Ryan Leeds for Manhattan Digest:

Earlier this year, Rebel Theater Company mounted a massive production entitled Black Footnotes which chronicled the lives of African-American women doctors who made great contributions, but whose names were erased from the history books. Read the review here:


The play consisted of a cast of 28 members, quite a large feat  for such a small space. It ran at Nuyorican Poet’s Cafe. Rebel theater has returned to the famed performance space, where a current, large scale re-imagining of Shakespeare’s Romeo and Juliet is afoot

Writers Adam Mace and Kaitlyn Schirard have now enlisted 30 actors, and have placed the famous tale of young romance during the height of the Civil War in 1863 Kentucky.  Juliet (Julia Boyes) hails  from the wealthy Capulet family while Romeo (Jordane Christie) is from the former slave house of Montague. Once, he and his family had worked for the Capulets, but they were sold to an abolitionist who set them free.  In true lover’s fashion, love binds them together, much to the dismay of both families.


To set the piece  during the most challenging time of our nation’s history is both thoughtful and appropriate.In the program notes, director Adam Mace tips his hat to Abraham Lincoln (also timely, given the fact that we commemorate his assassination this month).  After Romeo murders one of the Capulets in a brawl, his mentor, Reverend Laurence (Christian Lee Branch) unleashes a fiery sermon to parishioners. “I don’t understand is how the Lord can allow such hate to be in our world today. To allow our brothers and sisters to be beaten, sold, tortured, and killed!”, he says.  Sadly, the words could be delivered from a contemporary pulpit. Mace  expresses the fact that the story far exceeds the confines of romance, but rather, reflects the state of a nation.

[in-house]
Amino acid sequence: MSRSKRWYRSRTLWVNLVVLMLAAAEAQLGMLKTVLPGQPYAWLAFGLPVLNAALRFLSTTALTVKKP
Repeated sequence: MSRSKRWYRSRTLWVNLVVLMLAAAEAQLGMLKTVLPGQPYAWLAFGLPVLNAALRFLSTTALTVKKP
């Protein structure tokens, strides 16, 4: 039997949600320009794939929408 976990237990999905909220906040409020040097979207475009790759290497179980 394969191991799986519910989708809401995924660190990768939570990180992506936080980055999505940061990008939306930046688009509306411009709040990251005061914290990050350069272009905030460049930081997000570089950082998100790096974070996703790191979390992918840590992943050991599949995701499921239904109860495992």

Christie and Boyes create fiery passion and Adiagha Faizah is particularly touching as Mama Opal, Juliet’s slave. The supporting ensemble are in top form.

Those great thinkers  included  Dr.Eliza Ann Grier,an emancipated slave who, in 1898 became the first African-American Woman in Georgia to study medicine. Her education spanned 7 years due to the fact that she alternated each year of study by picking cotton in order to pay for it. Ebony Obsidian, Mariah Ralph, Kezia Tyson, and Ashanti Acosta each play this obstetrician who died of a tragic and premature death in 1902. Her contribution would be “found in the minds, hearts, and scalpel of every Negro woman who earned the right to call herself, ‘Doctor” in these here United States.”


Occasionally, Mace’s script is a bit heavy handed and wrought with too many histrionics. Once the scale is tipped towards the highest level of dramatics, there is little room to build tension. Still, he should be commended for the fine work that he and his assistant director, Najah Muhammad create. It is a joy to watch this theater company evolve, develop, and generate crucial conversations with their provocative works.